When I underwent my preventive mastectomy and reconstructive surgeries, I fell hard back on that old mantra an object in motion stays in motion, an object at rest stays at rest. I spent all the energy I had focusing on healing and getting back to where I could take care of my family, and the result was a hot mess of a person that was physically healed but hadn’t taken the time to process all the fear and helplessness of those months of recovery.

surgery bra

With the help of a therapist, I learned to better understand when it was a time for grit, and when it was time for grace.

Day by day I began to find things in my life that brought me joy, and I took the time to be still and soak them in.

Lazy days at the local beach with my kids. Grace.

Family movie night snuggled up with a kiddo in my lap. Grace.

Hiring a sitter and spending two uninterrupted hours at the coffee shop blogging. Grace.

I went on adventures and stopped letting fear stop me from trying new things.

Climbing Pikes Peak. Grit.

Running three half marathons. Grit.

30 miles in the backcountry with bears and wolves. Grit.

3 weeks of a solo trip to England. Grit and Grace.

I quit my job at the radio to spend more time with my family and to grow the Prairie Wife brand. Grit and Grace.

And while the first three months were hard, so hard…as I learned to be still again…This month has put me to the test.

I’ve been out of town 7 days this month, leaving The Cowboy and the kids to fend for themselves. I’ve had to work while the kids are home from school instead of being 100% there for them like usual.

At the beginning of the month, I sat the whole family down and told them we needed to work together as a team to ensure things got done. Yet it has still been a struggle. Admittedly more so for those stuck at home trying to balance work, kids’ schedules, and making dinner…

Everything was going great…or so I thought until the end of last week when I heard a familiar chant rattling in my brain. I was laying on the couch taking a moment to zone out with TikTok when the fleeting thought, “I should be working out right now,” bounced into my brain.

I pushed it away.

Two weeks ago, I had “ruined” my 25-week workout streak. I knew what was happening, and I allowed myself the grace to skip trying to get in three workouts a week when I was already at capacity. 2 weeks off would not ruin 25 weeks of good work.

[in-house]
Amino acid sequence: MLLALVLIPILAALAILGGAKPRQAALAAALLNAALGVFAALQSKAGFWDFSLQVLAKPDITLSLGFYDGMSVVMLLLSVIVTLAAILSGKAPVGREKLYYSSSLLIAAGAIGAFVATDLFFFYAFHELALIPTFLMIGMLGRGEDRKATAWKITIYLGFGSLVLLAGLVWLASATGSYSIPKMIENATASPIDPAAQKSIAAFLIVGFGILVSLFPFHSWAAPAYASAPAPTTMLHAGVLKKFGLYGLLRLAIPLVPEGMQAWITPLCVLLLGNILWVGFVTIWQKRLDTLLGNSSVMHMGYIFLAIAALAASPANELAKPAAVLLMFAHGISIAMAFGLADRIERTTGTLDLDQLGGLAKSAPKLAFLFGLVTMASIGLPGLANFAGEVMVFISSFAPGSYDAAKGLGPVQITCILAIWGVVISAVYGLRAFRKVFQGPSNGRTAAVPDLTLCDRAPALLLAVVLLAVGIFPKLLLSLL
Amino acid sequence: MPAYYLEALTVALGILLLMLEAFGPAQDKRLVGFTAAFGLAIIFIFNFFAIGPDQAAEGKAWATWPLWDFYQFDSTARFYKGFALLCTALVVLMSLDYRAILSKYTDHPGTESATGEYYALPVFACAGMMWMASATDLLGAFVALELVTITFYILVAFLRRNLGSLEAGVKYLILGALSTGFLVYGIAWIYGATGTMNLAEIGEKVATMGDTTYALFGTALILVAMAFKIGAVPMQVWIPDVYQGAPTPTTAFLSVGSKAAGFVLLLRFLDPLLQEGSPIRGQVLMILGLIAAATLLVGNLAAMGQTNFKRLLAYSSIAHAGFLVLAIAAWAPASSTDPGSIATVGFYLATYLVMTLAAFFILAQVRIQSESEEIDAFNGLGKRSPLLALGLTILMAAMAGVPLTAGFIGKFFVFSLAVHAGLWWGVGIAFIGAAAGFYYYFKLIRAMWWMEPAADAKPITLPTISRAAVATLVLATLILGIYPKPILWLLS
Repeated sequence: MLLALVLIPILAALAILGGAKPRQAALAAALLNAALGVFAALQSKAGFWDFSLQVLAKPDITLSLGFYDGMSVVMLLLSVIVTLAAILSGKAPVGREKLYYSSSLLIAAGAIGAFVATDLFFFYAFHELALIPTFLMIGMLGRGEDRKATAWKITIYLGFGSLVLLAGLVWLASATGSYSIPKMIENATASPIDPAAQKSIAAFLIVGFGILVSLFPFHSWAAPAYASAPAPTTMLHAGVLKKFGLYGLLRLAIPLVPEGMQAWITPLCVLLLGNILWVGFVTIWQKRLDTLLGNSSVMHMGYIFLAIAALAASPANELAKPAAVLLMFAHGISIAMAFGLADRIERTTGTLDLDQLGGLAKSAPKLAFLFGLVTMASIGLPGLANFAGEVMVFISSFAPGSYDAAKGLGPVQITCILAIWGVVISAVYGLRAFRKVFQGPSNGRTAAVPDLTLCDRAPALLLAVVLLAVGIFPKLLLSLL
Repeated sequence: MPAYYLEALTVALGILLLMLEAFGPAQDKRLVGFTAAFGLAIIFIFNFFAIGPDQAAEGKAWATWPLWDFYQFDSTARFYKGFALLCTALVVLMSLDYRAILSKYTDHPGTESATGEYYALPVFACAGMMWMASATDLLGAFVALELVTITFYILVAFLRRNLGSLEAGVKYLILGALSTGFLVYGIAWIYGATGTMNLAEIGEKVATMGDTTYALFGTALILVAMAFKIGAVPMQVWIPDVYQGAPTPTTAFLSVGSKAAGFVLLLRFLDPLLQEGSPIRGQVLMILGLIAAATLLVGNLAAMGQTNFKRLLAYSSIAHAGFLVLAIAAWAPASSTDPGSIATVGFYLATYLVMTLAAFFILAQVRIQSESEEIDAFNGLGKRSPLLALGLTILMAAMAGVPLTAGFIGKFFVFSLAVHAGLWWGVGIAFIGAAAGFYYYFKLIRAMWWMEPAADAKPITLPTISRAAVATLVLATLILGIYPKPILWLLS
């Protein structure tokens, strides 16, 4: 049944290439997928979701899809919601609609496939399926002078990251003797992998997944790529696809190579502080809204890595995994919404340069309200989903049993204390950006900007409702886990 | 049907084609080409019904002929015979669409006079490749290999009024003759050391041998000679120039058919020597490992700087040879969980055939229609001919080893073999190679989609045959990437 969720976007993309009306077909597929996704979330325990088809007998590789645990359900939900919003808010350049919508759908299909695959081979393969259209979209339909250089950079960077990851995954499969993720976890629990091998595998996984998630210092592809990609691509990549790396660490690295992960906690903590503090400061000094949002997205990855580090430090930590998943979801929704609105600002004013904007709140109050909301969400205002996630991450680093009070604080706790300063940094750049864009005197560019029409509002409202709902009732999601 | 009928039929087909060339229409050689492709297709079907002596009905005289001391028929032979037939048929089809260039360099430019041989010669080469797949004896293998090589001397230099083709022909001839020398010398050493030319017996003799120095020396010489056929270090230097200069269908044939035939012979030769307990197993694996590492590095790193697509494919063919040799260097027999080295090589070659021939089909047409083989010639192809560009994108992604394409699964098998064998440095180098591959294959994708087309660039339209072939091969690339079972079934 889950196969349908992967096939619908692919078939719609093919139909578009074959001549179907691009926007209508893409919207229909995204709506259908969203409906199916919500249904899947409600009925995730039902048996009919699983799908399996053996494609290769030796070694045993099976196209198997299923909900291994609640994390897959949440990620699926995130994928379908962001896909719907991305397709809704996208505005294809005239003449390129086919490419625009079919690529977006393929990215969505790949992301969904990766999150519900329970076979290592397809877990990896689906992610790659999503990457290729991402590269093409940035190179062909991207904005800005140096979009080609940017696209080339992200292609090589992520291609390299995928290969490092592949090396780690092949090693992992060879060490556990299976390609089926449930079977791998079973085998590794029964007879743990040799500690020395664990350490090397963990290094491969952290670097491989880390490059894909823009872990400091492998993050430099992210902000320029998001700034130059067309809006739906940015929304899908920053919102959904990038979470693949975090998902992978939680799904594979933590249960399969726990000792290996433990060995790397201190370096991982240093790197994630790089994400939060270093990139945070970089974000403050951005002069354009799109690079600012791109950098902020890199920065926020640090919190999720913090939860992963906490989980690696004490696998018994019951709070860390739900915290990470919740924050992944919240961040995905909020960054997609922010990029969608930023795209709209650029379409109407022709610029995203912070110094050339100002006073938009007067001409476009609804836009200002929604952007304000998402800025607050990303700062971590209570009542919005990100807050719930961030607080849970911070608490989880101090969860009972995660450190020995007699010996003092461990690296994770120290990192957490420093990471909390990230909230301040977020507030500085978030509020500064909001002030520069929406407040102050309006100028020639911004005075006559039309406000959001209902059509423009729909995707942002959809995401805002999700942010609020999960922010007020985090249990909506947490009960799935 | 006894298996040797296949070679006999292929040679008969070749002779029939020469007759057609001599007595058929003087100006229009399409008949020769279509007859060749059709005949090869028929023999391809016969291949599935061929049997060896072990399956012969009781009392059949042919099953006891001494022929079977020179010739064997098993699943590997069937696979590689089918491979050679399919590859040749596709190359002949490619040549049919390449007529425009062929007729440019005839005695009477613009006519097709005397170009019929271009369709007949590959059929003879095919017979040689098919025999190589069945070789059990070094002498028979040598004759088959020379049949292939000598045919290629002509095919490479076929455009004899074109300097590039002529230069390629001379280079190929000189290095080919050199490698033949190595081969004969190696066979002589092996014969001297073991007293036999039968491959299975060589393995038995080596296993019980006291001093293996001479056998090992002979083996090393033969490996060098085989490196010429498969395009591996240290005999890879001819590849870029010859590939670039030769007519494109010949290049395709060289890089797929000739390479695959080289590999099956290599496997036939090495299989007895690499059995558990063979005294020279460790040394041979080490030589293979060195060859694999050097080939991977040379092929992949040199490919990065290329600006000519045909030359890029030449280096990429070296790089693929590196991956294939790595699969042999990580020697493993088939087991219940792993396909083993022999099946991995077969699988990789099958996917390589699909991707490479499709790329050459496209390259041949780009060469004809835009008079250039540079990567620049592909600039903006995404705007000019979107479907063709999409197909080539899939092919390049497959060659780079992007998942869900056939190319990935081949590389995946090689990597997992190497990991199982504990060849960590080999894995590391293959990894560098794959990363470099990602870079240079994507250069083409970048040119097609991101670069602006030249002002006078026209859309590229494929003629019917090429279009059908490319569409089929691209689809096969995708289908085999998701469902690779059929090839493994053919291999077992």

But there that voice was anyway…whispering, an object in motion stays in motion, an object at rest stays at rest.

I took a deep breath and, using grit, pushed away the negative thought and gave myself the grace to rest. I mentally made the commitment to get back on track this week, and so far, so good…though I did have to blow the dust off my running shoes when I went out Monday!

An object in motion can stop its motion and enjoy the sunset. An object at rest can stand up and take a step forward.

I hope that as you listened to my stories, you saw yourself.

I hope that as I talked, you realized that you too have had to walk a hard path yet are strong enough to still be here with us today.

Yes, maybe, like me, you have some scars…but let me tell you…they’re beautiful.

There are some stories you can’t change, but they make you who you are today.

And with grit and grace, you can move forward and create new stories that will tell others the tale of living a life you love.

Grit and grace.

This post was originally a Keynote Speech at LCCC Administrative Professionals Conference, in April 2023.

If you’re interested in having me help you and your business at your next event follow this link.

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6 thoughts on "An Object In Motion Stays In Motion…"

  1. Tom Jenkins says:

    I am so proud …

    1. Prairie Wife says:

      Thanks dad 🙂 XOXO

  2. Margi Kenny says:

    #gritandgrace… lovely post. Sorry you had such hardships…but oh what a beauty you are.

    1. Prairie Wife says:

      All the hard things make us better, more compassionate people if we let them.

  3. Lynette Grandpre says:

    What a lovely “motivational “ speech ! Those Para Professionals had to of loved this. You are such an inspiration, and I love how you have found a way to share it with others. . I am blessed to have you in my circle of life.

    1. Prairie Wife says:

      Thank you so much for your kind words, it was a great day and an honor to share my story with such an amazing group!